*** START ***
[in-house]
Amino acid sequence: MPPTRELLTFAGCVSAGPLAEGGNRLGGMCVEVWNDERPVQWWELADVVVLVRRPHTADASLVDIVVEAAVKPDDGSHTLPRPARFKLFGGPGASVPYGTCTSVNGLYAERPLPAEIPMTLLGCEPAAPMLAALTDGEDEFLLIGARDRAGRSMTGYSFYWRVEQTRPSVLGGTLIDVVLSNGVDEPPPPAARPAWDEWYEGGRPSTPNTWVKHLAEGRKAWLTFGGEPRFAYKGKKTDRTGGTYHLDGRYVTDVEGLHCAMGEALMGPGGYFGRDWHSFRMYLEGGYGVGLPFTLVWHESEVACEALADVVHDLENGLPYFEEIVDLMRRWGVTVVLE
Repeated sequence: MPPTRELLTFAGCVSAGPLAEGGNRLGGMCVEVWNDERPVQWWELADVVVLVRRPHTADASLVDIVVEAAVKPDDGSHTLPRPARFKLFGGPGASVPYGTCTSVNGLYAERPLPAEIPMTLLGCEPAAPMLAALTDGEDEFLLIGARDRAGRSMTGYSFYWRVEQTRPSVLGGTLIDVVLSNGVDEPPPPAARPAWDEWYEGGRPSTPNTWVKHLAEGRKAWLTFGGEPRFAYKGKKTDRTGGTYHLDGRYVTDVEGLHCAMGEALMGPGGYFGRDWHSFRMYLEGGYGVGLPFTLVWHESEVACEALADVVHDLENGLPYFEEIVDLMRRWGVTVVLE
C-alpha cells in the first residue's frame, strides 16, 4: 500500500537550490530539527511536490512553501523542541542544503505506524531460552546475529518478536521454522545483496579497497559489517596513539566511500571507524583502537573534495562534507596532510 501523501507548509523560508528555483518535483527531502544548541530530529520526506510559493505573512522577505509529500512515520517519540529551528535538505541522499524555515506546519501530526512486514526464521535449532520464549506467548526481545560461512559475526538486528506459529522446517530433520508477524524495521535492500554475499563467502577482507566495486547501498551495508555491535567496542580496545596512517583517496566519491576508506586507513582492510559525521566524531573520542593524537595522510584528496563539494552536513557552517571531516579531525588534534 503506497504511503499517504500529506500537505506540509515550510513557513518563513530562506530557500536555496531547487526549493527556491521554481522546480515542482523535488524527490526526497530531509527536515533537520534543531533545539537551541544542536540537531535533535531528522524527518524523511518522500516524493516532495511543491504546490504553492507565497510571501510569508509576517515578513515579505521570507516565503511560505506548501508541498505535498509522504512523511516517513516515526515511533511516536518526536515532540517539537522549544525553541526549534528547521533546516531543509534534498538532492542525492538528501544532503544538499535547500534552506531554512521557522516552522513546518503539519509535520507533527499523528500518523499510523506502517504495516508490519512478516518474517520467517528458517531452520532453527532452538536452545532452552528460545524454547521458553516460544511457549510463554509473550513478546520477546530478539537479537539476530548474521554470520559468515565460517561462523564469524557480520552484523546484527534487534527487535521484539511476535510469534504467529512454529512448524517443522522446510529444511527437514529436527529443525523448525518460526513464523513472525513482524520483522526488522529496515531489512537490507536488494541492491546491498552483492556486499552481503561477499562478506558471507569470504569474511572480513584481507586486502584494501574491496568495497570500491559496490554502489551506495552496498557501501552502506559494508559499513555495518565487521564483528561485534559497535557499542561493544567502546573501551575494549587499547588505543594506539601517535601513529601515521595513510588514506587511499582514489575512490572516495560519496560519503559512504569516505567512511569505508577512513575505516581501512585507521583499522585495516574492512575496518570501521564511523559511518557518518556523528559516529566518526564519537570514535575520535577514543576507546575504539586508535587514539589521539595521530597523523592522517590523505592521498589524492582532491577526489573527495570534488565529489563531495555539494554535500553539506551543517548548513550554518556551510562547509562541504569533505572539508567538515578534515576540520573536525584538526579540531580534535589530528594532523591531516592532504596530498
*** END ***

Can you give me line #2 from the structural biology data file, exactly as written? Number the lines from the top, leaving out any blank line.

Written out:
Amino acid sequence: MPPTRELLTFAGCVSAGPLAEGGNRLGGMCVEVWNDERPVQWWELADVVVLVRRPHTADASLVDIVVEAAVKPDDGSHTLPRPARFKLFGGPGASVPYGTCTSVNGLYAERPLPAEIPMTLLGCEPAAPMLAALTDGEDEFLLIGARDRAGRSMTGYSFYWRVEQTRPSVLGGTLIDVVLSNGVDEPPPPAARPAWDEWYEGGRPSTPNTWVKHLAEGRKAWLTFGGEPRFAYKGKKTDRTGGTYHLDGRYVTDVEGLHCAMGEALMGPGGYFGRDWHSFRMYLEGGYGVGLPFTLVWHESEVACEALADVVHDLENGLPYFEEIVDLMRRWGVTVVLE